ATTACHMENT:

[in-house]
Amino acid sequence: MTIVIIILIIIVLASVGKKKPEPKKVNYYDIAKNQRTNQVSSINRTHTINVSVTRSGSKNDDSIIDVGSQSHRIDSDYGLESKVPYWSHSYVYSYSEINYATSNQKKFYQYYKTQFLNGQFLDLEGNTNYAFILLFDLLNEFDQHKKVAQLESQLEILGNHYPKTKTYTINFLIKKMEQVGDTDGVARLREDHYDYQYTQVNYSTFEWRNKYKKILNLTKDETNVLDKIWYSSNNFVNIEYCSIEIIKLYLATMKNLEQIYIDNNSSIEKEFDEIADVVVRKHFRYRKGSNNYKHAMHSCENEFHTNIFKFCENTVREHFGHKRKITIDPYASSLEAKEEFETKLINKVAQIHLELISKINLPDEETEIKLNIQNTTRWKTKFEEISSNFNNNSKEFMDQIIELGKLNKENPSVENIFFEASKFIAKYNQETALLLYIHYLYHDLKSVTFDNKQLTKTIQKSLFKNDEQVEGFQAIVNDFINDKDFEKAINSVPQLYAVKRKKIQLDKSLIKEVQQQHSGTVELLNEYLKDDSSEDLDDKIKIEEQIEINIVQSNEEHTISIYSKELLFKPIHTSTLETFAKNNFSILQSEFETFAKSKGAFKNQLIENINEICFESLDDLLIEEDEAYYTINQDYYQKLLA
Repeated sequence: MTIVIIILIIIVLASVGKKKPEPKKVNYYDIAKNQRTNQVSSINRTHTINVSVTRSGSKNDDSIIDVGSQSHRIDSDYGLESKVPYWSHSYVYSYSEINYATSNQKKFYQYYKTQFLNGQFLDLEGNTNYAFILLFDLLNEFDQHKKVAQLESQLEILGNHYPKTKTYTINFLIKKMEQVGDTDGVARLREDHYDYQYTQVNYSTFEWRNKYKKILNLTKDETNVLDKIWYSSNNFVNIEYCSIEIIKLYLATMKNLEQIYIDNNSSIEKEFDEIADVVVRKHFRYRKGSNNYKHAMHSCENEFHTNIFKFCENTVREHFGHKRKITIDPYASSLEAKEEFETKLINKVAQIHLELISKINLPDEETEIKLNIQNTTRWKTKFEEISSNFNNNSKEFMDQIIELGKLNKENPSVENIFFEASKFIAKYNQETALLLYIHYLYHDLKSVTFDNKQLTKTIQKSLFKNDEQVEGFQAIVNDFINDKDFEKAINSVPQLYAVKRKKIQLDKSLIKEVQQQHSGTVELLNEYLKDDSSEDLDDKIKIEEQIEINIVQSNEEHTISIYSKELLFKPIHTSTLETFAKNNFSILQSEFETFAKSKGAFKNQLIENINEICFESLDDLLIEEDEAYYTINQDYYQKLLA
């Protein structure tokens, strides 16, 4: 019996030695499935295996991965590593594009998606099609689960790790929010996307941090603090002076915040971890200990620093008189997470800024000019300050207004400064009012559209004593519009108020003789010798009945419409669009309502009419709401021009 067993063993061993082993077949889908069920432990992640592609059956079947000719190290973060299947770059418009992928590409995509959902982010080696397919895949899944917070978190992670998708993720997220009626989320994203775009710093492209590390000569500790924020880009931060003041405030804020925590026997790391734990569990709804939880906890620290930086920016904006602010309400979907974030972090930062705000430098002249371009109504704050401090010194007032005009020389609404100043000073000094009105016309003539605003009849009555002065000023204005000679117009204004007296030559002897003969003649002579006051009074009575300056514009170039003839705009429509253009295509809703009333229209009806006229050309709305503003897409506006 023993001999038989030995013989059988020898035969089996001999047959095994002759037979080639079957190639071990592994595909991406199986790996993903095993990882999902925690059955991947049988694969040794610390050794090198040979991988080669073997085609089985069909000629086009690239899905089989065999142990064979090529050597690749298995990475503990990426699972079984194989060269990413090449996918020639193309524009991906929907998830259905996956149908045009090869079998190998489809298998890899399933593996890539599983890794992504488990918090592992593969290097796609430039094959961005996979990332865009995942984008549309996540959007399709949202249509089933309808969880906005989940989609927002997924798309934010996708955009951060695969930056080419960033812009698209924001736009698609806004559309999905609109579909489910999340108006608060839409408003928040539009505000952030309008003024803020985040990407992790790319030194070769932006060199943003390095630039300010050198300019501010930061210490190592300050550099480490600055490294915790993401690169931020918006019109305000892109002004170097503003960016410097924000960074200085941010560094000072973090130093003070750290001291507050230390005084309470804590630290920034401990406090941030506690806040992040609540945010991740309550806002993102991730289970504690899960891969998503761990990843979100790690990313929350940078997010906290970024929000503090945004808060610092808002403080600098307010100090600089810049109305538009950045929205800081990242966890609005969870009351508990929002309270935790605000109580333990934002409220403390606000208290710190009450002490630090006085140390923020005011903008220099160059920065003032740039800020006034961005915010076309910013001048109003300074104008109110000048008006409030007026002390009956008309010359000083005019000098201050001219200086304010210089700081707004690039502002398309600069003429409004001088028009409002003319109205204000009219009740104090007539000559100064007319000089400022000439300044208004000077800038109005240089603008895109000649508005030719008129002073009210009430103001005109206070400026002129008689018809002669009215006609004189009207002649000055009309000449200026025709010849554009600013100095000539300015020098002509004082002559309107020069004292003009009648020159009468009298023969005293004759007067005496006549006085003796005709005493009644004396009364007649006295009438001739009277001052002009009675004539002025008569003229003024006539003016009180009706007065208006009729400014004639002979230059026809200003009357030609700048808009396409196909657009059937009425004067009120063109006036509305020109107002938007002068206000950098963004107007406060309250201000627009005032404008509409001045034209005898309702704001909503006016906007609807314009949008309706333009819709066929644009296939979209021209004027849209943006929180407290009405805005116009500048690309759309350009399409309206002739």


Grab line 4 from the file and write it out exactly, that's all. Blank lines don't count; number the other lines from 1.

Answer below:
């Protein structure tokens, strides 16, 4: 019996030695499935295996991965590593594009998606099609689960790790929010996307941090603090002076915040971890200990620093008189997470800024000019300050207004400064009012559209004593519009108020003789010798009945419409669009309502009419709401021009 067993063993061993082993077949889908069920432990992640592609059956079947000719190290973060299947770059418009992928590409995509959902982010080696397919895949899944917070978190992670998708993720997220009626989320994203775009710093492209590390000569500790924020880009931060003041405030804020925590026997790391734990569990709804939880906890620290930086920016904006602010309400979907974030972090930062705000430098002249371009109504704050401090010194007032005009020389609404100043000073000094009105016309003539605003009849009555002065000023204005000679117009204004007296030559002897003969003649002579006051009074009575300056514009170039003839705009429509253009295509809703009333229209009806006229050309709305503003897409506006 023993001999038989030995013989059988020898035969089996001999047959095994002759037979080639079957190639071990592994595909991406199986790996993903095993990882999902925690059955991947049988694969040794610390050794090198040979991988080669073997085609089985069909000629086009690239899905089989065999142990064979090529050597690749298995990475503990990426699972079984194989060269990413090449996918020639193309524009991906929907998830259905996956149908045009090869079998190998489809298998890899399933593996890539599983890794992504488990918090592992593969290097796609430039094959961005996979990332865009995942984008549309996540959007399709949202249509089933309808969880906005989940989609927002997924798309934010996708955009951060695969930056080419960033812009698209924001736009698609806004559309999905609109579909489910999340108006608060839409408003928040539009505000952030309008003024803020985040990407992790790319030194070769932006060199943003390095630039300010050198300019501010930061210490190592300050550099480490600055490294915790993401690169931020918006019109305000892109002004170097503003960016410097924000960074200085941010560094000072973090130093003070750290001291507050230390005084309470804590630290920034401990406090941030506690806040992040609540945010991740309550806002993102991730289970504690899960891969998503761990990843979100790690990313929350940078997010906290970024929000503090945004808060610092808002403080600098307010100090600089810049109305538009950045929205800081990242966890609005969870009351508990929002309270935790605000109580333990934002409220403390606000208290710190009450002490630090006085140390923020005011903008220099160059920065003032740039800020006034961005915010076309910013001048109003300074104008109110000048008006409030007026002390009956008309010359000083005019000098201050001219200086304010210089700081707004690039502002398309600069003429409004001088028009409002003319109205204000009219009740104090007539000559100064007319000089400022000439300044208004000077800038109005240089603008895109000649508005030719008129002073009210009430103001005109206070400026002129008689018809002669009215006609004189009207002649000055009309000449200026025709010849554009600013100095000539300015020098002509004082002559309107020069004292003009009648020159009468009298023969005293004759007067005496006549006085003796005709005493009644004396009364007649006295009438001739009277001052002009009675004539002025008569003229003024006539003016009180009706007065208006009729400014004639002979230059026809200003009357030609700048808009396409196909657009059937009425004067009120063109006036509305020109107002938007002068206000950098963004107007406060309250201000627009005032404008509409001045034209005898309702704001909503006016906007609807314009949008309706333009819709066929644009296939979209021209004027849209943006929180407290009405805005116009500048690309759309350009399409309206002739």